The incidence of malignant melanoma has soared to 18 times its level in 1930, meaning that 1 in 84 Americans will develop the virulent skin cancer over their lifetime, according to a study released Tuesday.
That's the fastest rate of increase of any cancer and translates into one American dying every hour from melanoma.
"Everybody sensed the risk was rising rapidly, but seeing the numbers is a little frightening," said Dr. Darrell Rigel, associate professor of dermatology at New York University Medical School, who presented his findings at the American Academy of Dermatology annual meeting in San Francisco.
"Melanoma is probably the most clear-cut case of preventable cancer," Rigel added in a telephone interview. "The problem is, can we get people to change their behavior?"
That's a challenge even in the North, where many residents sun themselves on local beaches in summer and fly south during winter.
Doctors have been warning for years about the rising rate of melanoma, the most aggressive form of skin cancer. Rigel's report, based on data from hospital tumor registries nationwide, offers the most comprehensive analysis of just how fast that rise is.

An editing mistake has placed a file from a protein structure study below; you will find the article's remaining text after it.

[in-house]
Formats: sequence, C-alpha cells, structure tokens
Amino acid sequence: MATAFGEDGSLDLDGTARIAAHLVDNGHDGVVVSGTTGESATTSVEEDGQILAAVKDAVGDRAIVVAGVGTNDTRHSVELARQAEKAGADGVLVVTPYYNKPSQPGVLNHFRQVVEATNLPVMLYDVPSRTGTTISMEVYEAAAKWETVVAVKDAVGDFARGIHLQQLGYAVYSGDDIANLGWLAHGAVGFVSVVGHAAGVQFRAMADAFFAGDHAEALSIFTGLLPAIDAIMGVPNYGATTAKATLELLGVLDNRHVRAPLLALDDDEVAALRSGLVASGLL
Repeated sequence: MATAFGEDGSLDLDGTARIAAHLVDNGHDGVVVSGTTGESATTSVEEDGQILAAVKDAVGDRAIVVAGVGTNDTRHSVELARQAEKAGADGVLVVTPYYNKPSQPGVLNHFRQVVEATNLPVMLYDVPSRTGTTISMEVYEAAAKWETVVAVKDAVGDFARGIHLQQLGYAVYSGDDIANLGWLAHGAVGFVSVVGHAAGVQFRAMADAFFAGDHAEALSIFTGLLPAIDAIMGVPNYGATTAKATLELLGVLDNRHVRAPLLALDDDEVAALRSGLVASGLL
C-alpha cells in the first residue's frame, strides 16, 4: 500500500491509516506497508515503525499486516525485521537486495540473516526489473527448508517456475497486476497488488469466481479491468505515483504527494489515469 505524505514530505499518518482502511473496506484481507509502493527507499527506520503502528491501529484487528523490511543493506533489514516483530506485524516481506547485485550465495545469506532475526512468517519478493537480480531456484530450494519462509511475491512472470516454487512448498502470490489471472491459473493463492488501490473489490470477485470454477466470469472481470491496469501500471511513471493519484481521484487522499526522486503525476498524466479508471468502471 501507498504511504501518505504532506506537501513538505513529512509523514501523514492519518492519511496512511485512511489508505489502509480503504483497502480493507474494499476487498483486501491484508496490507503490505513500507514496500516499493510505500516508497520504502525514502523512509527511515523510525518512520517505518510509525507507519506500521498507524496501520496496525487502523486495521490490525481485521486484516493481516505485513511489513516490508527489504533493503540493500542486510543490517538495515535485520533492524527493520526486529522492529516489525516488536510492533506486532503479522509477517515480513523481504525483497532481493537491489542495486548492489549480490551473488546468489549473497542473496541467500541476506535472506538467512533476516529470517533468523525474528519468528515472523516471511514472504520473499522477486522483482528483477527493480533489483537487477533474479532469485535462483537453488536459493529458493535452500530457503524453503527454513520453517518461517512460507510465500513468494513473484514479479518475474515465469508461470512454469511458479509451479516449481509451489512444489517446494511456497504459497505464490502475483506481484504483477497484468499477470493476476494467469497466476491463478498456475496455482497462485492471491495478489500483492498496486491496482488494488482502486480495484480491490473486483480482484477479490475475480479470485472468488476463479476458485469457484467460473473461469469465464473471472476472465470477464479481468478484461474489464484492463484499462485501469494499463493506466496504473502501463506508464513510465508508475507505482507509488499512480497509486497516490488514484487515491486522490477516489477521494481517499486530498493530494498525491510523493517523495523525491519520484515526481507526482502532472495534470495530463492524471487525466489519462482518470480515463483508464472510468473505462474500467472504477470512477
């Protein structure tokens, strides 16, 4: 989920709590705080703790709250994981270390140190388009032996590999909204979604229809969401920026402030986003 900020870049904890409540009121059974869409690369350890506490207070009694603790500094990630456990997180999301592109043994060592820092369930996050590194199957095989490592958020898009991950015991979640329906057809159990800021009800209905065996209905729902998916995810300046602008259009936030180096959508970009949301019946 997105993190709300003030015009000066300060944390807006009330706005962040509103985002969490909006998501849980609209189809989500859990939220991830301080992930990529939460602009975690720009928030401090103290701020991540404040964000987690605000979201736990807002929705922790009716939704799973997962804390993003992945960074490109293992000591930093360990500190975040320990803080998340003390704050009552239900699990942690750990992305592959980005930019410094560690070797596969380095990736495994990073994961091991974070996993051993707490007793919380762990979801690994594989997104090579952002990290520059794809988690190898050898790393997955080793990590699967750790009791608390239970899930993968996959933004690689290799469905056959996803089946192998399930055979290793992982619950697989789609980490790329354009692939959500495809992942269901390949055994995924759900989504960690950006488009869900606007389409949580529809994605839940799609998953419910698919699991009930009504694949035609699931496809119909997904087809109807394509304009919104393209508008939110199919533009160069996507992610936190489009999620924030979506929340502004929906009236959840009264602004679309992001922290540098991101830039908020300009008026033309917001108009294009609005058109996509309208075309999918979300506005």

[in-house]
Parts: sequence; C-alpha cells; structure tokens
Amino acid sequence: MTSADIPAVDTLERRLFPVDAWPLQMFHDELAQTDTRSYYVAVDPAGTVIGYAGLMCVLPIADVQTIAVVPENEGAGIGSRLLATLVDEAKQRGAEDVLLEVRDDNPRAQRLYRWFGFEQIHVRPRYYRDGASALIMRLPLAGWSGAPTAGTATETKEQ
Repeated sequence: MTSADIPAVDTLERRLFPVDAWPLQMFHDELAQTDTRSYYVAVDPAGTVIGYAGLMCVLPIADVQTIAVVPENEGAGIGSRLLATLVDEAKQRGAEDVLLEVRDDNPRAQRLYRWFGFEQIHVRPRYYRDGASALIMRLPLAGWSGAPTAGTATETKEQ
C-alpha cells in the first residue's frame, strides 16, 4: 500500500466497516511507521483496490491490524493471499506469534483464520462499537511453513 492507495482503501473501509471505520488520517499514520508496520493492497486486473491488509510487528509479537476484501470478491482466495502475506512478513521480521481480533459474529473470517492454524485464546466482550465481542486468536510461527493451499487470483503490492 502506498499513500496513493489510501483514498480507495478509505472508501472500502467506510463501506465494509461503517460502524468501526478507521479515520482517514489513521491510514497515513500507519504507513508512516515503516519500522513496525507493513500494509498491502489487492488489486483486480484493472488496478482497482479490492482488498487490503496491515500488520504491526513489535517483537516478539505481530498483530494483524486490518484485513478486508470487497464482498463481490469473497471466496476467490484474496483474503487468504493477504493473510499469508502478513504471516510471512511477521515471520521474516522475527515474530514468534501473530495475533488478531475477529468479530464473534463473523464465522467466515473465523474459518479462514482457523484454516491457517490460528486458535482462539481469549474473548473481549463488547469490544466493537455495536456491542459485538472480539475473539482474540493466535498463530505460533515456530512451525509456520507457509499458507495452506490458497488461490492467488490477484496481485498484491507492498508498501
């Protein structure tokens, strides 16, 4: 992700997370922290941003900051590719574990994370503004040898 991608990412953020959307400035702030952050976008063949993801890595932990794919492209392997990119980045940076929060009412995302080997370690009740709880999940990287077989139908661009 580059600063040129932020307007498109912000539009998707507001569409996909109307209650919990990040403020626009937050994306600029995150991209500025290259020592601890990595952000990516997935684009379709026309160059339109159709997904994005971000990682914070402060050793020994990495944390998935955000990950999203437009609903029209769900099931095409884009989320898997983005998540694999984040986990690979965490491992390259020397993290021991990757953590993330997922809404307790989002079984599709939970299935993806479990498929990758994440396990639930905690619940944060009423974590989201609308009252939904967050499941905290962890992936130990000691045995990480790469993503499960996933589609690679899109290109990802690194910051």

Melanoma already is the most common cancer in American women aged 25 to 29, and the second most common in women 30 to 34, behind breast cancer. It is the fifth most common overall nationwide _ behind lung, breast, colon and prostate cancers. That's a huge jump from 1980, when it was the 20th most common.
Some scientists suggest the apparent rise is overblown, resulting from physicians being better at recognizing melanomas that in the past went undiagnosed. But Rigel says the incidence of melanoma probably is underestimated because diagnosis and treatment increasingly is done in outpatient settings, while data is collected only in hospitals.
"Melanoma is the only major cancer where at some point the person having it may not hit a hospital," said Rigel.
Depletion of the ozone layer of the Earth's atmosphere, which lets in more cancer-causing ultraviolet light, is one reason researchers give for rising rates of melanoma.
Another is that people are spending more time in the sun and going out with less protective covering.
The best way to prevent melanoma is to follow the WAR rule, Rigel said: "Wear protective clothing. Avoid the midday sun where possible. Regularly use sunscreen."
At greatest risk for the cancers are individuals who have moles and freckles, light skin color, a family or personal history of melanoma, or a history of severe sunburn early in life.
On the rise
Risk of developing melanoma in U.S.:
1930 1 in 1,500
1980 1 in 250
2000+ 1 in 75